Green Planet will be $19.99 at release and Project Laika will be $5.99, with Green Planet pre-orders now up but it seems you can only do so on the Paradox Store (not that we ever recommend pre-ordering anything!). The actual release will be across the usual stores like Humble Store, GOG and Steam on May 16th.

I'm incredibly happy to see Surviving Mars continue to expand, although it's a little odd to have two different packs come out at the same time like this. I'm assuming it's due to different teams working on different things and supporting games long-term does need funding, especially when it's bigger stuff like this. Personally, I think it all sounds pretty great.

Article taken from GamingOnLinux.com.
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15 comments
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Colombo 25 April 2019 at 10:22 am UTC
QuoteRight now on earth, with a huge population and an agricultural system that relies on artificial fertilizer, our big limit is arable land, so you want to maximize food value per unit of land and we get lots of very sound arguments about reducing meat.

You are wrong here. We got plenty of arable land. We are often building cities and factories on prime soil. At least in developed countries. Problem with undeveloped countries is, well, they are undeveloped. With that comes tonne of problems, like bad waste management, pollution, weak democracy and other stuff. Problem with the arable land that we currently have is its management, erosion and the fact that some agricultural methods are not sustainable, both with respect to nutrients in soil and water management.

So I disagree about reducing meat consumption being problem. There are huge efficiency problems that needs to be solved soon, like transporting food over vast distances or other stuff. Meat is marginal problem. And even then, the rotation of produce works on large scale as well, not just only on small farms in past. What do you think happens with low quality corn or grain that is unsuitable for human consumption? You could throw it away, or you could sell it with a discount to animal farms.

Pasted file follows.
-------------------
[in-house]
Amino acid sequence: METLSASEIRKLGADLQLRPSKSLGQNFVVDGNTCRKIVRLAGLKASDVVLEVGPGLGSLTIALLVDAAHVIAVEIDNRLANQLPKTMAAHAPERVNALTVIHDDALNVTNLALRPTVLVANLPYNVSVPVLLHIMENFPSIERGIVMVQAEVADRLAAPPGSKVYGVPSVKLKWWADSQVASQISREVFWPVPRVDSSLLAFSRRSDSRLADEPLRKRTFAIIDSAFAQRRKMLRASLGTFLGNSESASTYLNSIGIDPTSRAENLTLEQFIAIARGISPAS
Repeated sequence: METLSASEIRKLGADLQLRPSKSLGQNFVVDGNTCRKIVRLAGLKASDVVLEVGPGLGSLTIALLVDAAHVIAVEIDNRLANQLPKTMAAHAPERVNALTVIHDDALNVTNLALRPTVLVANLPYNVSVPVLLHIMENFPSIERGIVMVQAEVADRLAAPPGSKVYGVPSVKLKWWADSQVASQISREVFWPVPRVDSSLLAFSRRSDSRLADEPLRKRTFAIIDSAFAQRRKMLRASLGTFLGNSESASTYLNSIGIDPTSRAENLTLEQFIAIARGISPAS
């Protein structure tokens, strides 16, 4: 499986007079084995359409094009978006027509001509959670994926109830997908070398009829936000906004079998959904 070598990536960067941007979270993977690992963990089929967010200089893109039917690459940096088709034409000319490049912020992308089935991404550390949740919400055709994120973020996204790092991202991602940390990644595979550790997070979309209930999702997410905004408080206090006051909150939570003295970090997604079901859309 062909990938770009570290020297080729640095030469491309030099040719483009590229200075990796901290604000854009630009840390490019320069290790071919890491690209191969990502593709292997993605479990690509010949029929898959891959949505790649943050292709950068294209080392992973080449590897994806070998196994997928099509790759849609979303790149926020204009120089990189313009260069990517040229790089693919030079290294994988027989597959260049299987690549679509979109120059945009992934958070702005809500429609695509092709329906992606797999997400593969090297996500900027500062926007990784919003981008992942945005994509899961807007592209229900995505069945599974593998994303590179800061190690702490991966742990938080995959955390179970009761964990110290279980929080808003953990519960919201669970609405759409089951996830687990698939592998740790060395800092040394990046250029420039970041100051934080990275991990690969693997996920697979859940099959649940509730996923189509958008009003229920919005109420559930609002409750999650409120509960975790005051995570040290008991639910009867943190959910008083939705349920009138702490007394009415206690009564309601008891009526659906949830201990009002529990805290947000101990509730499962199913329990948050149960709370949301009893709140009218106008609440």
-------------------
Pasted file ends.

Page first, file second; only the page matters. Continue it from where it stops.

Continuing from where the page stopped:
TheRiddick 25 April 2019 at 10:54 am UTC
ColomboWhat do you think happens with low quality corn or grain that is unsuitable for human consumption? You could throw it away, or you could sell it with a discount to animal farms.

You can make bio-fuels or turn it into fertiliser/compose also. But in reality plants would be grown via hydroponics on Mars, the martian soil is likely going to have nasties in it that kill plant growth and certainly would kill animals. (radiation anyone?)

It be a whole lot of work, likely a colony even super advanced one would stick with hydroponics and synthetic meats indefinitely. Even if by some miracle you converted the atmosphere to breathable, doesn't fix the soil.
devland 25 April 2019 at 1:06 pm UTC
TheRiddickCows eat 1200 pounds a day btw!

That's how much they weigh, not how much they eat. They eat between 28 and 32 pounds of hay per day.